ERGONOMICS

In the comfort department, the GT scored big. An excellent seat (didn’t kill my arse during the 10 day US tour) and roomy riding position (adjustable seat height accommodated a variety of rider sizes) combine to make it a mile-muncher of the first order.

However, there were some niggly bits uncovered too. For example;

  • Trying to set the seat to a new height is a real bitch. Getting all the bits to fit, slide-into place or latch secure is a tad overly complicated.
  • The additional wind protection provided by some additional bits of plastic do actually work but look a bit last minute, with the leg protectors getting in the way when putting feet to the ground, or during an on-the-go stretch.
  • The throttle cables are routed in front of the clock and gear indicator – requiring you to move up and forward to see them.
  • Although the electrically adjustable screen works well, it only has 2″ of travel and didn’t quite come up high enough to give the taller riders a full wind block.

Mr. Tate can attest to passenger comfort, as he took his better half on the back for an 886Km jaunt in the north-eastern U.S. Pat liked the seat and peg positioning, adding that it was the smoothest, vibe-free bike she can remember. And although she liked the fact that the higher passenger seat allows for a good view, it also caused some buffeting at speeds above 120km/h … which I assume she didn’t like.

BRAKING

In the braking department, the GT comes with servo-assisted semi-integral (front operates both, but rear is rear-only) and ABS.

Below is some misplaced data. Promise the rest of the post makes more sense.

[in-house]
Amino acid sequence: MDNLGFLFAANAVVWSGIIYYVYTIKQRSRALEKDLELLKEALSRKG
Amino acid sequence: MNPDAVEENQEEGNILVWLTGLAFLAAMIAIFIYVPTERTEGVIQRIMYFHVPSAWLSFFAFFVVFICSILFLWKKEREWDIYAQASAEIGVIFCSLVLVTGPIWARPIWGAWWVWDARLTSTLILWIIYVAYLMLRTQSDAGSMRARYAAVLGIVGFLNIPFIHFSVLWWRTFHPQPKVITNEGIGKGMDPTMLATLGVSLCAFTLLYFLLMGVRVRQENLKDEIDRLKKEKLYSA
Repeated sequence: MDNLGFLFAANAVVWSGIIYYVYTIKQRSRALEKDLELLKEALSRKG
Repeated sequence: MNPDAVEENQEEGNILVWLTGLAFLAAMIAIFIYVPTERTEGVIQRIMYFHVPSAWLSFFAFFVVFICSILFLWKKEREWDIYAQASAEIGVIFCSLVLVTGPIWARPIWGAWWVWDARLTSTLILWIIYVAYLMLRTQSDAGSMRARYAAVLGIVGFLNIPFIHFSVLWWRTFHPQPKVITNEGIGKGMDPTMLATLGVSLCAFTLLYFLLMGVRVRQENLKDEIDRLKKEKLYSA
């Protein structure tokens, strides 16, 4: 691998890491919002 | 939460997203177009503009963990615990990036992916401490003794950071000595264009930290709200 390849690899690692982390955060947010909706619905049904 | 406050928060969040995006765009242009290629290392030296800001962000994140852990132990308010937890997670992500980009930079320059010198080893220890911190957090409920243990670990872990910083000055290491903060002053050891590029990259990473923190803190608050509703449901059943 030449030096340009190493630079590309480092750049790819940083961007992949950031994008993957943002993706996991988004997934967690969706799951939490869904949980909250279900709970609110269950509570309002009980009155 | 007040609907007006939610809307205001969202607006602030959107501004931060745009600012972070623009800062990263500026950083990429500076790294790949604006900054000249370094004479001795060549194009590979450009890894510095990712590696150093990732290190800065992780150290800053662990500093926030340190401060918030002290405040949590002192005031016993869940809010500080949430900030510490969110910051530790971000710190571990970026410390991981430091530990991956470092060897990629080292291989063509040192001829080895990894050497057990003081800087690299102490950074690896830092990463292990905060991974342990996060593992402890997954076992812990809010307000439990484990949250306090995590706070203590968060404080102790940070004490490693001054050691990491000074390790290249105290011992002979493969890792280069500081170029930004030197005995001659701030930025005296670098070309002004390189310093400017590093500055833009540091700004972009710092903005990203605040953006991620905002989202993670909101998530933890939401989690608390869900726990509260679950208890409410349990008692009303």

When the servo-assist technology was introduced a few years back, there were some complaints about the overly aggressive and grabby nature of the set up (sounds like Mr. Tate). Although there is no official word on whether BMW have changed the system since, they’re definitely much more subtle now and can pull everything to a dead stop quicker than a confession of Herpes at a Swingers night.

The semi-integration also means that the rear brake doesn’t operate the front and so allows for fine low speed control.

Of note was warpage of the front right disc, which could be felt by pulsing in the front lever. It was first noticed around the 7,000Km mark, but somehow we never got round to getting it replaced. I assume that this would be a warranty item, although the BMW website suggests that warranty on this item is limited to the first 7,500Km, so promptness would have been an asset.

BAGS AND BITS

Baggage-wise, the GT comes with matching coloured hard bags. Initially I thought that they’d be scratched to shit by the end of our tenure, but they ended up with a surprisingly good finish even after a whole year of CMG abuse.

They also proved to be quite adept at taking more than enough stuff for a lengthy tour, although I don’t like the fact that BMW are still sacrificing 10 litres of space on the lhs thanks to the exhaust location.

Other touches like the heated grips are always welcome and very usable. As far as I’m concerned, these should be standard fitment on any bike that implies even a modicum of touring ability. A two-stage heated seat further adds to the warming abilities of the GT. The lower setting did get used occasionally and proved to offer a pleasant warming sensation – without the additional unpleasant dampness usually associated with such experiences. The high was a bit like sitting on a stove top with all the rings at max, although some people might get off on that.

Likewise, the cruise-control seems to be a tad superfluous, though it did come in handy for either those long endless straights in the US desert (enabling me to get on the passenger seat and take a nap) or when you wanted to give your right hand a rest towards the end of the day. It also proved to be very efficient at keeping a constant speed whether climbing/descending steep hills or just cruising the endless expanse of Route 66.

EXPENDABLES

Although they’re disposable items, it’s a good time to mention tires. Original fitments (and what we stayed with) were Metzeler MEZ4s.

They always performed well, with a front lasting between 7,000 and 9,000Kms and a rear between 5,000 and 7,000Km, depending on riding style.